Cultural Push and Pull Factors

Mild climates and scenery can be pull factors, usually voluntary.
Americans moved to Sunbelt for warmer weather.
Harsh climates and natural hazards are push factors.
Africans left Sahel (N. Africa) due to drought.
Environmental Push and Pull Factors
Create a tree map for the main categories of push and pull factors with examples.

How does this poem show economic pull factors?
Causes of Migrations
Major Migration Patterns
In history, global migration has been driven by Europeans during Colonization and Imperialism.
Europeans left to colonize North, South and Middle Americas
Colonization and slavery brought millions of Africans to Americas
British and Irish colonized Africa and Australia
British used India for labor in Eastern Africa, S.E. Asia and the Caribbean
European population grew rapidly after industrialization in 1800s (stage 2) and sent many immigrants to other countries, mainly America.
Recently, Asia, Africa and Latin America have net out-migration because of Stage 2 while North America, Europe and Oceania have net in-migration because of wealth and stage 4.
Now, 3 biggest flows are: Asia to Europe, Asia to North America, Latin America to North America
Historic Global Migration Patterns

Draw a diagram/picture showing how stage 2 of the Demographic transition tends to create immigrants.
1700s-1840: Colonization w/ Africans (slaves) and British
1840s-50s: Northern and Western Europe (Irish from famine, Germans from war)
1870s-80s: Northern and Western Europe (Irish, Germans and Scandinavians)
Early 1900s: Southern (Italy) and Eastern Europe (Russia and Austro-Hungary)
1960s-1990s- Asia and Latin America
Global Migration to U.S.

This is when people move from one region in a country to another region.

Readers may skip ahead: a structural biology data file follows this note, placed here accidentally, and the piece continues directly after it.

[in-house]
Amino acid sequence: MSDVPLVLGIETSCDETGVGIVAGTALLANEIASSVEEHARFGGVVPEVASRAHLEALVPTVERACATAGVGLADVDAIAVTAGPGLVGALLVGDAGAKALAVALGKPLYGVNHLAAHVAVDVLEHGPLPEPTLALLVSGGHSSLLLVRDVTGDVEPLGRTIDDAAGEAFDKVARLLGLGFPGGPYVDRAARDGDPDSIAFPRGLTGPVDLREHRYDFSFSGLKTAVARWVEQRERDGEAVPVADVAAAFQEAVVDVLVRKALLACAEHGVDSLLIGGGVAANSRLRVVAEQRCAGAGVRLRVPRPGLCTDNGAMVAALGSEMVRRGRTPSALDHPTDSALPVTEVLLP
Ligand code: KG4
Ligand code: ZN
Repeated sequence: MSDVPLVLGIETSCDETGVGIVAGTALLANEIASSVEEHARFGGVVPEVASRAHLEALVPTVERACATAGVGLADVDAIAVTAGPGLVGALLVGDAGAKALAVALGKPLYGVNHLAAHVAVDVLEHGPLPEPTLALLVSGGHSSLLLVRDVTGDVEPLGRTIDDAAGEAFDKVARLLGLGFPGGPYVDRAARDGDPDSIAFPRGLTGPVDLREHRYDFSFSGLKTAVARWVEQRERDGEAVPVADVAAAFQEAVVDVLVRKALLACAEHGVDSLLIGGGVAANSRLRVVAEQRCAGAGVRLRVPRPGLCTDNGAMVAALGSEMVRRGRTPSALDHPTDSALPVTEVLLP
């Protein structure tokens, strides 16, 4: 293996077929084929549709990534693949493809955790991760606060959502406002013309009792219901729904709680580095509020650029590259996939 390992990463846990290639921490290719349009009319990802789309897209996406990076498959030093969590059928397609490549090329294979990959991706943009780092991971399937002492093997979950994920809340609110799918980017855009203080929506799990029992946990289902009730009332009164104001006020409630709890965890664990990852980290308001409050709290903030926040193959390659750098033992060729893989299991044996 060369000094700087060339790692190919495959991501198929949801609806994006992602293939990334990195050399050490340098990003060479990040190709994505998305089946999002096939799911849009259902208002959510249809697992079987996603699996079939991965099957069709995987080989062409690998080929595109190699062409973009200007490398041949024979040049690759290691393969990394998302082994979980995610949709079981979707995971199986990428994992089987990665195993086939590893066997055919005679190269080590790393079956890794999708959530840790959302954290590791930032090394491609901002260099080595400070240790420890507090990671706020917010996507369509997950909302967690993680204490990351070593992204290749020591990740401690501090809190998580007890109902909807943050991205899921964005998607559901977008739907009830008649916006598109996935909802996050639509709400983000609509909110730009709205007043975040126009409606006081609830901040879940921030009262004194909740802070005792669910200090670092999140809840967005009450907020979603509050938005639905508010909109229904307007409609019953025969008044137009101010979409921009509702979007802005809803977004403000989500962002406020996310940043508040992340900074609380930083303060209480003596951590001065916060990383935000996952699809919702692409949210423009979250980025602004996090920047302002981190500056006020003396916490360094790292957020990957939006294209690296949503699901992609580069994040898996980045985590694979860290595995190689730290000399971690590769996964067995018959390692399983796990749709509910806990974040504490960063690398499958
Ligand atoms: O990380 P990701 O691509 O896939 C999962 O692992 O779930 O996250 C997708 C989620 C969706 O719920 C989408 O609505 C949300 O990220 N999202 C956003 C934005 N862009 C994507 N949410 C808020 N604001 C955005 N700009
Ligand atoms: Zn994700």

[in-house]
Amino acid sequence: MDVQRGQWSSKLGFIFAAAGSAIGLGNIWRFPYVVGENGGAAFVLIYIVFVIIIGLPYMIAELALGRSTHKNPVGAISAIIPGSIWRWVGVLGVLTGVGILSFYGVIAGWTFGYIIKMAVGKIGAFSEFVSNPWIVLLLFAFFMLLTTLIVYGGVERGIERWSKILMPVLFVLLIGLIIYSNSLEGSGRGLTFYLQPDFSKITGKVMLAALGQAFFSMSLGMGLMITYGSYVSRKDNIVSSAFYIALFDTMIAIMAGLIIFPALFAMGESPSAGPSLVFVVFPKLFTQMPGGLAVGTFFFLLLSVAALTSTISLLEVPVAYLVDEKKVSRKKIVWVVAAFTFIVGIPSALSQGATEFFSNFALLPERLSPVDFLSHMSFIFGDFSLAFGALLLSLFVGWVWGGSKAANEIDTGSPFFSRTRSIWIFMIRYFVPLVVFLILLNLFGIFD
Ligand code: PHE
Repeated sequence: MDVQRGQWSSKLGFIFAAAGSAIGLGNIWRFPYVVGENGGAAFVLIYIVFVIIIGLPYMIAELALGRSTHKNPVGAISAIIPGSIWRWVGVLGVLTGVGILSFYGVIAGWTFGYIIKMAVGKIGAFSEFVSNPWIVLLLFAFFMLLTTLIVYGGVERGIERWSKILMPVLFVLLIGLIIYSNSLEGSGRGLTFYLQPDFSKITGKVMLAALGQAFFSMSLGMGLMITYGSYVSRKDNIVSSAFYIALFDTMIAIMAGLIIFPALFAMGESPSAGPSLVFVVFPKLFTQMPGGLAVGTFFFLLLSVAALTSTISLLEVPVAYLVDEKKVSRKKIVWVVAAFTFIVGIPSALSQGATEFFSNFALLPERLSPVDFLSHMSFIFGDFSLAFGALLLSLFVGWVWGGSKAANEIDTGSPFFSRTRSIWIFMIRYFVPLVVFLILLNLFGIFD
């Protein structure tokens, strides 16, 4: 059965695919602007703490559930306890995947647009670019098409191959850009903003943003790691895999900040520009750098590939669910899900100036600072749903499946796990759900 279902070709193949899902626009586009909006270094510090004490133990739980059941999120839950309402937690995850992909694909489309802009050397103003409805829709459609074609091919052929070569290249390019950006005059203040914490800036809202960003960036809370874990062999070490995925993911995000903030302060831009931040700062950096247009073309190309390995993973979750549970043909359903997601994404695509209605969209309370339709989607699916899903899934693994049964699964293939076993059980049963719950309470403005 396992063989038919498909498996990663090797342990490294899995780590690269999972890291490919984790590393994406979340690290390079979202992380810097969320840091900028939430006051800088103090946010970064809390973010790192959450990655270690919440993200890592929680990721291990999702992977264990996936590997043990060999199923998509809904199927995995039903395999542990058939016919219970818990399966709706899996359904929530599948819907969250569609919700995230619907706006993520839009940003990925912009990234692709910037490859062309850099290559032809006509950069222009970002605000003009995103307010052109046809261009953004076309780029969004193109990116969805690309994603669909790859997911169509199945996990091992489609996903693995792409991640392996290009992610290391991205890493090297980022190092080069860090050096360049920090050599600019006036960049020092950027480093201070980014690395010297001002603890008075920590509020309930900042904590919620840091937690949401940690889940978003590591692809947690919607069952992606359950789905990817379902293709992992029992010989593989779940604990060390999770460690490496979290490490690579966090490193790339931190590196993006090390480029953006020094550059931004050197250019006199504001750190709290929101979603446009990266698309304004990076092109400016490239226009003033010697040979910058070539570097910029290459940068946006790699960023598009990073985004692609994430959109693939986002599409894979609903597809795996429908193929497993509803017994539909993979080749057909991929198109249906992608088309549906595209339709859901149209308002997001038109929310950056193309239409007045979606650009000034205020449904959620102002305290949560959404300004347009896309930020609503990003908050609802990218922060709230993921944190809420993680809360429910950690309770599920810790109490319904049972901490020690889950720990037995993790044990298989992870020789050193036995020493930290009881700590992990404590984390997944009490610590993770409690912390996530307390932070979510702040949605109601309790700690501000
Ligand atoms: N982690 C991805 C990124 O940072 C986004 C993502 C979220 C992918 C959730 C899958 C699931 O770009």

U.S. has had a general pattern of moving west, filling in the Great Plains and then south (sunbelt migration).
Former Soviet Union forced people to move to Siberia from the west to develop resources
China has had 100 million people move from rural interior to coastal cities.
Brazil encouraged migration by building a new capital, Brazilia, in the interior.
Interregional Migration

This is when people move inside the same region.
Rural to urban migration is most common.
Urban to suburban migration is common in more developed countries.
Urban to rural migration is a small new trend in wealth countries (counterurbanization).
Intraregional Migrations
Create a flow map of global migration to the U.S.
Selective Immigration
Quotas are a number limit.
Since 1921 the U.S. has had quota laws (limit) for immigration, originally designed to favor Europeans.
At first there were quotas for individual countries, then by hemisphere, and now it is just a total number (700,000)
Refugees and relatives of citizens don’t count.
Quota Laws
Guest Workers
Immigrants who are allowed to come for temporary work are called guest workers.
These used to be called time-contract workers in the 1800s: work for a specific time and then leave, but many ended up staying.
Western Europe and the Middle East use these policies often.
Current Issues
Brain drain: many poor countries lose their smartest and most talented people to U.S. and Europe.
U.S. has often been discriminatory towards immigrants.
Europe does little to help guest workers since they’re seen as temporary.
In both areas, laws recently have been passed to make it more difficult for immigrants to get jobs and social services.
In both areas, immigrants have rioted out of frustration.
What changes would you make to our quota laws?
Make a double bubble map comparing Guest Worker to Quota laws.
Demographic Push and Pull Factors
Open space and room to grow and potential mates can be demographic pull factors.
Overcrowding and unbalanced sex ratios can be push factors.
Many people left Europe due to crowding to come to America's open space.
Political Push and Pull Factors
Democratic and stable governments tend to be pull factors.
Political persecution and repressive governments are push factors.
Many people left Communist Cuba to reach democratic U.S.